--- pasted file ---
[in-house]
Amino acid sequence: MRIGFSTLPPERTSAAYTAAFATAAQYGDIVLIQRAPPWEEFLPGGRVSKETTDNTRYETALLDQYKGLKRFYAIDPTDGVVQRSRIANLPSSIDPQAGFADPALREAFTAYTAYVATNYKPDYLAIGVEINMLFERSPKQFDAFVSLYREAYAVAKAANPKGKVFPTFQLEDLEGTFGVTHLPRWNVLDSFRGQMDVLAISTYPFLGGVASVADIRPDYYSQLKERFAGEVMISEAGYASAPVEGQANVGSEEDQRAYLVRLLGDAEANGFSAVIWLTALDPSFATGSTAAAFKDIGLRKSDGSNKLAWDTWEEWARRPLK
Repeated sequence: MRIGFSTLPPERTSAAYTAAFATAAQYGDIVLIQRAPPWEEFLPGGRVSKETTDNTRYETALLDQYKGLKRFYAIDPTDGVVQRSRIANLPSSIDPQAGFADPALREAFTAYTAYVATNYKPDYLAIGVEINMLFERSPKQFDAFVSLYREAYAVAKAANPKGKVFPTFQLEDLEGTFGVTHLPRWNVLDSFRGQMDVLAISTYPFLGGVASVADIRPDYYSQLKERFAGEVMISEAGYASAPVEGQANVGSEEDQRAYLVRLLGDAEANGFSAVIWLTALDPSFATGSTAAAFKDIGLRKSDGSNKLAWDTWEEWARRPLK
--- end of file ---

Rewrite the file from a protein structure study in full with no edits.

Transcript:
[in-house]
Amino acid sequence: MRIGFSTLPPERTSAAYTAAFATAAQYGDIVLIQRAPPWEEFLPGGRVSKETTDNTRYETALLDQYKGLKRFYAIDPTDGVVQRSRIANLPSSIDPQAGFADPALREAFTAYTAYVATNYKPDYLAIGVEINMLFERSPKQFDAFVSLYREAYAVAKAANPKGKVFPTFQLEDLEGTFGVTHLPRWNVLDSFRGQMDVLAISTYPFLGGVASVADIRPDYYSQLKERFAGEVMISEAGYASAPVEGQANVGSEEDQRAYLVRLLGDAEANGFSAVIWLTALDPSFATGSTAAAFKDIGLRKSDGSNKLAWDTWEEWARRPLK
Repeated sequence: MRIGFSTLPPERTSAAYTAAFATAAQYGDIVLIQRAPPWEEFLPGGRVSKETTDNTRYETALLDQYKGLKRFYAIDPTDGVVQRSRIANLPSSIDPQAGFADPALREAFTAYTAYVATNYKPDYLAIGVEINMLFERSPKQFDAFVSLYREAYAVAKAANPKGKVFPTFQLEDLEGTFGVTHLPRWNVLDSFRGQMDVLAISTYPFLGGVASVADIRPDYYSQLKERFAGEVMISEAGYASAPVEGQANVGSEEDQRAYLVRLLGDAEANGFSAVIWLTALDPSFATGSTAAAFKDIGLRKSDGSNKLAWDTWEEWARRPLK